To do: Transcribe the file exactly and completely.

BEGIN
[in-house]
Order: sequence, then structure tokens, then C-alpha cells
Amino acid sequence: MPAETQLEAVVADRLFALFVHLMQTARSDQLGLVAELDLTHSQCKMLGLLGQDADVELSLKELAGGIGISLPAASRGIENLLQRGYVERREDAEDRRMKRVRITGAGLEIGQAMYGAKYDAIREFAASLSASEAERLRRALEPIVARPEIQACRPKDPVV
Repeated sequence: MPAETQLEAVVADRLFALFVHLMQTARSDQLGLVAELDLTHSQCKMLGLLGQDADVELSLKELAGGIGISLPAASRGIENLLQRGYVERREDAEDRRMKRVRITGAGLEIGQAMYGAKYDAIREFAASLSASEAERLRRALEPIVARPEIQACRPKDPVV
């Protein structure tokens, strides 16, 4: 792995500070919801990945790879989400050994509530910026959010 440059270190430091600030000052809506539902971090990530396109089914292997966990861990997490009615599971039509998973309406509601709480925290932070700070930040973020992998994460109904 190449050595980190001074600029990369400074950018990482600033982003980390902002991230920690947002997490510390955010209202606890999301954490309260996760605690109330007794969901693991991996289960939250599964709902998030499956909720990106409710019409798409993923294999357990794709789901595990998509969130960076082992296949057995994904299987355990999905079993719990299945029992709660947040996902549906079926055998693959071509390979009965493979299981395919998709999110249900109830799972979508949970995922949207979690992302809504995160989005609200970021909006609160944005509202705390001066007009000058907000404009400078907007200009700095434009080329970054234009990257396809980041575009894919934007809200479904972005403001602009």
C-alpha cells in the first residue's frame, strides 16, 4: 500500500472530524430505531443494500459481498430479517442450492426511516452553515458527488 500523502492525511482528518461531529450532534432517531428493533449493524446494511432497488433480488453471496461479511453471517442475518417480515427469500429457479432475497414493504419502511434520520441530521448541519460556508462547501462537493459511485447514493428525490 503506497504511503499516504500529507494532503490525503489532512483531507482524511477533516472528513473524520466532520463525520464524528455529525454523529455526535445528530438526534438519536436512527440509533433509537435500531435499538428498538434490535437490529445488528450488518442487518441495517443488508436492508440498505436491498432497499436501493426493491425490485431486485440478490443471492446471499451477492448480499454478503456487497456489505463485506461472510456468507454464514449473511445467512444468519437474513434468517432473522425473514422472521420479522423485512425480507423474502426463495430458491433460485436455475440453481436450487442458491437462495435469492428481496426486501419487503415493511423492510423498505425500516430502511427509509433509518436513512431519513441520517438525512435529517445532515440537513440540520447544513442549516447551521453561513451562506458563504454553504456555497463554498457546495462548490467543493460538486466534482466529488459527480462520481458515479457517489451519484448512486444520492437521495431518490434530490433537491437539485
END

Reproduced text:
[in-house]
Order: sequence, then structure tokens, then C-alpha cells
Amino acid sequence: MPAETQLEAVVADRLFALFVHLMQTARSDQLGLVAELDLTHSQCKMLGLLGQDADVELSLKELAGGIGISLPAASRGIENLLQRGYVERREDAEDRRMKRVRITGAGLEIGQAMYGAKYDAIREFAASLSASEAERLRRALEPIVARPEIQACRPKDPVV
Repeated sequence: MPAETQLEAVVADRLFALFVHLMQTARSDQLGLVAELDLTHSQCKMLGLLGQDADVELSLKELAGGIGISLPAASRGIENLLQRGYVERREDAEDRRMKRVRITGAGLEIGQAMYGAKYDAIREFAASLSASEAERLRRALEPIVARPEIQACRPKDPVV
């Protein structure tokens, strides 16, 4: 792995500070919801990945790879989400050994509530910026959010 440059270190430091600030000052809506539902971090990530396109089914292997966990861990997490009615599971039509998973309406509601709480925290932070700070930040973020992998994460109904 190449050595980190001074600029990369400074950018990482600033982003980390902002991230920690947002997490510390955010209202606890999301954490309260996760605690109330007794969901693991991996289960939250599964709902998030499956909720990106409710019409798409993923294999357990794709789901595990998509969130960076082992296949057995994904299987355990999905079993719990299945029992709660947040996902549906079926055998693959071509390979009965493979299981395919998709999110249900109830799972979508949970995922949207979690992302809504995160989005609200970021909006609160944005509202705390001066007009000058907000404009400078907007200009700095434009080329970054234009990257396809980041575009894919934007809200479904972005403001602009």
C-alpha cells in the first residue's frame, strides 16, 4: 500500500472530524430505531443494500459481498430479517442450492426511516452553515458527488 500523502492525511482528518461531529450532534432517531428493533449493524446494511432497488433480488453471496461479511453471517442475518417480515427469500429457479432475497414493504419502511434520520441530521448541519460556508462547501462537493459511485447514493428525490 503506497504511503499516504500529507494532503490525503489532512483531507482524511477533516472528513473524520466532520463525520464524528455529525454523529455526535445528530438526534438519536436512527440509533433509537435500531435499538428498538434490535437490529445488528450488518442487518441495517443488508436492508440498505436491498432497499436501493426493491425490485431486485440478490443471492446471499451477492448480499454478503456487497456489505463485506461472510456468507454464514449473511445467512444468519437474513434468517432473522425473514422472521420479522423485512425480507423474502426463495430458491433460485436455475440453481436450487442458491437462495435469492428481496426486501419487503415493511423492510423498505425500516430502511427509509433509518436513512431519513441520517438525512435529517445532515440537513440540520447544513442549516447551521453561513451562506458563504454553504456555497463554498457546495462548490467543493460538486466534482466529488459527480462520481458515479457517489451519484448512486444520492437521495431518490434530490433537491437539485